Harry Winks feared the writing was on the wall when Tottenham started negotiating with Southampton to sign Pierre-Emile Hojbjerg in the summer.
Jose Mourinho hadn’t made the Dane his priority signing not to play him.
While Moussa Sissoko and Tanguy Ndombele — big, strong, fast, powerful men both — were far closer to being identikit Mourinho players than Winks and Giovanni Lo Celso ever could be.
At 5ft 10in, Winks isn’t exactly vertically challenged.
But, like everyone else who has watched football played the Mourinho way since he first arrived in England in 2004, he knew the fact he wasn’t 6ft-plus and built like an outhouse could well make him the fall guy.
Winks was open to a move in the summer but ultimately the right offer didn’t materialise.
And despite starting Spurs’s first three Premier League games, he hasn’t been named in Mourinho’s first XI in the top flight since the last of those fixtures, a 1-1 draw with Newcastle.
Ndombele and Sissoko started either side of Hojbjerg in the 6-1 thumping of Manchester United at Old Trafford that followed the Toon’s visit.
A triumvirate which has been Mourinho’s preferred midfield ever since.
On England duty during the international break, Winks conceded ‘my situation is difficult at Tottenham at the moment’.
And what is obvious is that the 24-year-old has to be playing regular football if he wants to be part of Gareth Southgate’s squad for the Euros next summer given the level of midfield competition at the Three Lions boss’s disposal.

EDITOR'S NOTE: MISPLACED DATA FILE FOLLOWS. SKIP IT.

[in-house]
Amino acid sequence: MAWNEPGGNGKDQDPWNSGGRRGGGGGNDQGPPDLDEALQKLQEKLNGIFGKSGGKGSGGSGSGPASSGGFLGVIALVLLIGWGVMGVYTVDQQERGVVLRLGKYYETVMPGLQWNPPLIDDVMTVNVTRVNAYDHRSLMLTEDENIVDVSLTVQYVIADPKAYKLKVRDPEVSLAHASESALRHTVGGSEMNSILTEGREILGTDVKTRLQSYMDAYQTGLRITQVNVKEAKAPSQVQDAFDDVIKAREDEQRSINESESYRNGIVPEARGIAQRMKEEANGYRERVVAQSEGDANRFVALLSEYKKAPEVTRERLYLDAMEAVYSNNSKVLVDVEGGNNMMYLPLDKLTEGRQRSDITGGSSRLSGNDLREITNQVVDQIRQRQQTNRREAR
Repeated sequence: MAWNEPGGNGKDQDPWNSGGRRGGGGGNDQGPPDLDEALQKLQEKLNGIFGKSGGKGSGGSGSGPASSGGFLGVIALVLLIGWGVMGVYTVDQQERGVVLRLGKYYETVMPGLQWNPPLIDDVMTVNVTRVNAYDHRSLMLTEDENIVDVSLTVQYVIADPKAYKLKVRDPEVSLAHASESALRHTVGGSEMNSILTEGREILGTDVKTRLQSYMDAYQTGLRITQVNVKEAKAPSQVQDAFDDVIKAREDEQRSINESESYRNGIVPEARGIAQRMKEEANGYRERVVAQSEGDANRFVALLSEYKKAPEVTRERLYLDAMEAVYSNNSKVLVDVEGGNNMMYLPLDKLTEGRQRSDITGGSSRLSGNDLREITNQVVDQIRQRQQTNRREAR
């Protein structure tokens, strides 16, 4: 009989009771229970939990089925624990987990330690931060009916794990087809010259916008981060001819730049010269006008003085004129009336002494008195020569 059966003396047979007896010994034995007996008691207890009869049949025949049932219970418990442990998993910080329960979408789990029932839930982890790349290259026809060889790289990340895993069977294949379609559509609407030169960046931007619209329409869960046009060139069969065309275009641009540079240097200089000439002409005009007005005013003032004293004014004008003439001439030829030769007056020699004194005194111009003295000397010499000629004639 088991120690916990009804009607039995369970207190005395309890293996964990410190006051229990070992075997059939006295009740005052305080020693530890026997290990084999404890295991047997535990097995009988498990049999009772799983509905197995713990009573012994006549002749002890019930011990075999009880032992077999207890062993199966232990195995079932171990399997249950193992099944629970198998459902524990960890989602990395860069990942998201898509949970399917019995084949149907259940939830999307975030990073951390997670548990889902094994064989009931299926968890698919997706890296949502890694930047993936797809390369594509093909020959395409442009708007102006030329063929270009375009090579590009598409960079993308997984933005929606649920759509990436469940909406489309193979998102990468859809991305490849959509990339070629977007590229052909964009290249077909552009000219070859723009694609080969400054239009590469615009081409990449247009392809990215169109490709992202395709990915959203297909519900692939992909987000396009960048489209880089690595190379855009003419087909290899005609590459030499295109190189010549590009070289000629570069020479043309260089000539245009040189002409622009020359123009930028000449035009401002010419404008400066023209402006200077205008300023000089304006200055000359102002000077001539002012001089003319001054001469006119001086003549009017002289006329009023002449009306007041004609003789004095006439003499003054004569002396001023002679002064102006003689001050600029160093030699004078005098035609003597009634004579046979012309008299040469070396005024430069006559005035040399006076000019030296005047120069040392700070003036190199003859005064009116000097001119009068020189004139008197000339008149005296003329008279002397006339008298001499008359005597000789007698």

That will almost certainly mean a move in January — whether on loan or permanent — and for Winks you’d imagine the window cannot come soon enough.
So far, Leicester, Leeds and West Ham have been linked with moves for him but all would feel like a step down even if Leicester are still able to offer a potential top-four challenge and Europa League football by then.
Perhaps the best option for Winks would be a move abroad for six months with the game in Spain suited perfectly to his style.
His old Spurs team-mate Kieran Trippier has been reborn at Atletico Madrid and would no doubt highly recommend a move to La Liga.
Not only would Winks, who is of Spanish descent through his mother’s side of the family, benefit but England would, too, because even in half-a-season abroad he would come back a more rounded player.
He only needs to look at how quickly Jadon Sancho and, now, Jude Bellingham have blossomed in Germany to see the benefits of playing on the continent.
Leicester, Leeds and West Ham are all grand clubs but the working environment he has grown used to at Spurs, with their stunning training ground and stadium, could not be matched at any of those clubs.
Few clubs in Spain could do that, either, to be fair but at least it would feel like an adventure and a properly fresh start.
Which is exactly what Winks, who has been at Tottenham since he was a boy, needs right now.
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